To obtain a physical residence title card as proof of their status, British citizens must register with state immigration authorities and attend an appointment where they pay a €37 fee, provide fingerprints and documents, and show evidence that they have been in Germany since before the transition period.

The German government has given Brits a June 30th deadline by which to register, though it is still unclear what will happen to those British citizens who fail to register in time.

READ ALSO: Brits in Germany urged to apply for residency before end of June deadline

“[The process] was actually really simple,” said Mark Cooper, 46, who lives in Munich. “I expected it to be more complicated and involve a lot of forms – in typical German style – but it was actually very quick and straightforward.”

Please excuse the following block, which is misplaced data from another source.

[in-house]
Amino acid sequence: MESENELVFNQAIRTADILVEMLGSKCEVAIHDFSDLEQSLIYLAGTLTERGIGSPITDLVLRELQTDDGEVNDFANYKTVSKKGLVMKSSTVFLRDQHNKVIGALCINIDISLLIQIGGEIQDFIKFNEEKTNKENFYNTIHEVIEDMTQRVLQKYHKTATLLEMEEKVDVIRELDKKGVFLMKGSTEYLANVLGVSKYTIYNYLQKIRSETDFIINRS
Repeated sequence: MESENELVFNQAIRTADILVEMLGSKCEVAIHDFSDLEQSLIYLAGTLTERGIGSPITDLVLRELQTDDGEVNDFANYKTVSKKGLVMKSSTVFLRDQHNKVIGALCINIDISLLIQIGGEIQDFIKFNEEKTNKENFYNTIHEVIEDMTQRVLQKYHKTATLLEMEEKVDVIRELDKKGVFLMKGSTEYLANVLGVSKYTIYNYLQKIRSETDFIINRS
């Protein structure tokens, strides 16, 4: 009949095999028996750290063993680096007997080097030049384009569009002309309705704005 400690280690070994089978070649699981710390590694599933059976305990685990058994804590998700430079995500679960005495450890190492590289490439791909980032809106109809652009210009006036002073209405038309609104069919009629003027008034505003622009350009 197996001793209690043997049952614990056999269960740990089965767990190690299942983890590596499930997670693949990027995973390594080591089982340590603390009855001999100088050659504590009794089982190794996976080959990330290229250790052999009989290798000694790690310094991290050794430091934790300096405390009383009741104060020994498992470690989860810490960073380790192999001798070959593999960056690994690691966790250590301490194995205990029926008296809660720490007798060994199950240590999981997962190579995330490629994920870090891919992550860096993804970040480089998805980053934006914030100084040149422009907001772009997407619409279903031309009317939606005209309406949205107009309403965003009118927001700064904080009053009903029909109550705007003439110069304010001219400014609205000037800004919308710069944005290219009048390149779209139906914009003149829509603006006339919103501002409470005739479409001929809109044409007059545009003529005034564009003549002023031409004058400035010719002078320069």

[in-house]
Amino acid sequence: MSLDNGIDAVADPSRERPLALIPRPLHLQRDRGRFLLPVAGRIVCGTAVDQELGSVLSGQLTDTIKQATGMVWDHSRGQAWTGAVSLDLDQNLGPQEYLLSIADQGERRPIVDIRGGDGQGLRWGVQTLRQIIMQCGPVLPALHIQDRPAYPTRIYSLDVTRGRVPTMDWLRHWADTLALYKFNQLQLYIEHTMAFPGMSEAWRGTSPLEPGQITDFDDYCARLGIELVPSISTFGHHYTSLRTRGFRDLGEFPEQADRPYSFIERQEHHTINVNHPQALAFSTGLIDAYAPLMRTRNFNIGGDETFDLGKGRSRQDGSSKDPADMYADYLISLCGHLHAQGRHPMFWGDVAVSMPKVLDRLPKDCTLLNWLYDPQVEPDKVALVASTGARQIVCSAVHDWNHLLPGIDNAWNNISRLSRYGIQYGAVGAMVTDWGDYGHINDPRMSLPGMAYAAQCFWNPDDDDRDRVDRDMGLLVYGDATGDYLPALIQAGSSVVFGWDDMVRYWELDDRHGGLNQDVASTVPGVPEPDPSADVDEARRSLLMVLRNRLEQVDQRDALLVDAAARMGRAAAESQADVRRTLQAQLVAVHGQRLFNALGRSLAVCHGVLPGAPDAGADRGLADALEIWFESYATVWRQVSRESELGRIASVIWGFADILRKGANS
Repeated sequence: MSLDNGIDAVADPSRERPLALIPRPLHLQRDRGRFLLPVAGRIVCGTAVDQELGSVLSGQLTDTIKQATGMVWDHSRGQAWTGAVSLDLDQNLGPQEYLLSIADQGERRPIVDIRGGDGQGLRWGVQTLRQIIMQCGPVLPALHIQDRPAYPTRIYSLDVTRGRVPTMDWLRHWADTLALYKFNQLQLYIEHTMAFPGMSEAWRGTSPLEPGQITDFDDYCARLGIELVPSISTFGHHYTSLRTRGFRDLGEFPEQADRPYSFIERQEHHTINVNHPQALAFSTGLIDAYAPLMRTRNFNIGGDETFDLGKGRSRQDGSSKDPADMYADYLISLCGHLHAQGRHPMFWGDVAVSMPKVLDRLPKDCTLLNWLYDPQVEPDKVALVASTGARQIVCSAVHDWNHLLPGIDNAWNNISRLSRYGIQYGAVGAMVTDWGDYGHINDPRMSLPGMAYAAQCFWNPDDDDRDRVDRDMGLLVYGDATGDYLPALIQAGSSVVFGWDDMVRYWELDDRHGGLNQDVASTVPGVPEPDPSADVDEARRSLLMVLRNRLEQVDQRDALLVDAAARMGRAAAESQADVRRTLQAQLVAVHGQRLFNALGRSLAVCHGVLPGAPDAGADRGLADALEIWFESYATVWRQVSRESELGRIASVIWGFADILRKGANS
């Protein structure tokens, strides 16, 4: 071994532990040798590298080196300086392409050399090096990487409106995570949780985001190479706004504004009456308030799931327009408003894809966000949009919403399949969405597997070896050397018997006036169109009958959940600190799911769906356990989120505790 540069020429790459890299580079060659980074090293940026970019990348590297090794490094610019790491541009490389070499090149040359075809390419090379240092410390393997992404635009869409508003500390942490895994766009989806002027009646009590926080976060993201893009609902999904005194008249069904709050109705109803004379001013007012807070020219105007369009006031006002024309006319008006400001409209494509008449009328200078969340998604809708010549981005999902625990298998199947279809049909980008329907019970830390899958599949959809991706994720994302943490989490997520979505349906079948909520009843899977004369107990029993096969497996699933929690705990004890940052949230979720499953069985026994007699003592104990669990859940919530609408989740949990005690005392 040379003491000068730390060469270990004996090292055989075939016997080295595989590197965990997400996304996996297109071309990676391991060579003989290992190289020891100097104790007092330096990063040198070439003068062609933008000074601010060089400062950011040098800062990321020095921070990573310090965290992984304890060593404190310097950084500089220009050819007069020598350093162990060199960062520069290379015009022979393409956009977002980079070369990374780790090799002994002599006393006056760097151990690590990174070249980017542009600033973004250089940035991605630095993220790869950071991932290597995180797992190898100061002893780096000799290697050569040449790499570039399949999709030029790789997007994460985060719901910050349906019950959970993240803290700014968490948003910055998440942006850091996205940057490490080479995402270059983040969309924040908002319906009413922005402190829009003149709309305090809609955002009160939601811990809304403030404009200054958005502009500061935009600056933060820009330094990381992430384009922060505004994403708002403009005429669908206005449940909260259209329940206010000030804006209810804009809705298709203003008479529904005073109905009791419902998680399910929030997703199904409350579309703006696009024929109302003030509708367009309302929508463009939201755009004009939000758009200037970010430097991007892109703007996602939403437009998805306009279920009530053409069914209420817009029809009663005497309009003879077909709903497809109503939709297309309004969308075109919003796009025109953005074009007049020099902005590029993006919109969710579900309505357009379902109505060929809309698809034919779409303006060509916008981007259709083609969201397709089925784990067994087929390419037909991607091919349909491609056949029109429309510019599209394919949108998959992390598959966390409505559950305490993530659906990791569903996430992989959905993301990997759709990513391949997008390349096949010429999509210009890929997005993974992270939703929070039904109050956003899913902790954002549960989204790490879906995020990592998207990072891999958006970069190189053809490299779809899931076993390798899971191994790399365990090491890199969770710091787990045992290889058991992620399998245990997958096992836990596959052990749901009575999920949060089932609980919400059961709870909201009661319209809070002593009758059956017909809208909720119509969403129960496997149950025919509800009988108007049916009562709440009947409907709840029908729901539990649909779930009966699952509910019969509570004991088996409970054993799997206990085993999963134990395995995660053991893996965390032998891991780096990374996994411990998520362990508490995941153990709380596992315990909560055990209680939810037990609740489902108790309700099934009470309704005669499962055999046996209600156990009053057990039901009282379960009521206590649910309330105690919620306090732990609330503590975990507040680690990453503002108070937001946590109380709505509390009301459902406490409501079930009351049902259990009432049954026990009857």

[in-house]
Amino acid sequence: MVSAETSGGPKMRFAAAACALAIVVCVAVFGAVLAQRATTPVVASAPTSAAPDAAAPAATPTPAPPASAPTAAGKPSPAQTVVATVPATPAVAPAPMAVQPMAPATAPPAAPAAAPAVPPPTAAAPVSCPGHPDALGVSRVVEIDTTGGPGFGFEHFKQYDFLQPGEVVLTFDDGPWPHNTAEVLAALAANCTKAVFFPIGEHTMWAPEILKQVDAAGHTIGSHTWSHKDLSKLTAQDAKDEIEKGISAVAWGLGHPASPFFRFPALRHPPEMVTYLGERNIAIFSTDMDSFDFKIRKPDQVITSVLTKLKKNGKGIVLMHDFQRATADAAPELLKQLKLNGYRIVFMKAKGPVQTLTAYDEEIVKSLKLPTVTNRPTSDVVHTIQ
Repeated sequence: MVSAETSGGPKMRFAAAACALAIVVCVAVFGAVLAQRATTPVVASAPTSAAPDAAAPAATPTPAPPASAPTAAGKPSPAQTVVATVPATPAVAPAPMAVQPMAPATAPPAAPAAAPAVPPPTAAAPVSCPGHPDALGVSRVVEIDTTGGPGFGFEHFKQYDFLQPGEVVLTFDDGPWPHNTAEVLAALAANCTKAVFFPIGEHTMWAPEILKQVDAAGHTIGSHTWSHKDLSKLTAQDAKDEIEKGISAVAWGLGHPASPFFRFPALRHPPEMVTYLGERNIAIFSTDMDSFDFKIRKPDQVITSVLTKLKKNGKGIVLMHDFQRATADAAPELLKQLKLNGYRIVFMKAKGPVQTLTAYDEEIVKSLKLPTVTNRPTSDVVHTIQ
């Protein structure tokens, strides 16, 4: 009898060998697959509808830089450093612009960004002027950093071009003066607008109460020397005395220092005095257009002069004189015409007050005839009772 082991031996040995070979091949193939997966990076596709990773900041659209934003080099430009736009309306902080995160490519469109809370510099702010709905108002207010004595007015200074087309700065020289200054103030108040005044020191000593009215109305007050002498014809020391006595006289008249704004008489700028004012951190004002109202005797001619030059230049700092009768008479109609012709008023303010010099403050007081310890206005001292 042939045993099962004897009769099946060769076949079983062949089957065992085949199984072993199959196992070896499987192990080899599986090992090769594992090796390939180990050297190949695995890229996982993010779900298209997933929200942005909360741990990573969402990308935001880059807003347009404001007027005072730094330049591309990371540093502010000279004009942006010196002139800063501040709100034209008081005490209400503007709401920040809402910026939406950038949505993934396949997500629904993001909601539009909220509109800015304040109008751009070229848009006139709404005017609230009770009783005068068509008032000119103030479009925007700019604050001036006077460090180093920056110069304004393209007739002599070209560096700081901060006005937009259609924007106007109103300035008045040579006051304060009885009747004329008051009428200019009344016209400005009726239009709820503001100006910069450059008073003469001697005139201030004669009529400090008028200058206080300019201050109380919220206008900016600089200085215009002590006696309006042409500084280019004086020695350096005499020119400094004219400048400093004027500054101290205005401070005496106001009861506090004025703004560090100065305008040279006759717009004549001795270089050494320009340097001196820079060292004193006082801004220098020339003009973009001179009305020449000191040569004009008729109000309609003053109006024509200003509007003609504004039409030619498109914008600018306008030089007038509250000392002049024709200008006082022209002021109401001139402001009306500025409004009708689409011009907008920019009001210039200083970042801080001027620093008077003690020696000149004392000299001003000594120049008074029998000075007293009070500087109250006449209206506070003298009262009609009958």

“Compared to any other process in Germany, this was by far the most straightforward,” agreed 41-year-old Berlin resident Jamie Barry. 

Ian Beach, 52, who lives in Gernsbach, Baden-Württemberg, said he “couldn’t believe it was so easy.”

People queue outside the foreigner’s office in Frankfurt Am Main. Photo: picture alliance / Arne Dedert/dpa | Arne Dedert

In most parts of Germany, foreigners’ authorities have been offering appointments to Brits since the start of the year – when the UK’s Brexit transition period ended and the UK left the European Economic Area (EEA).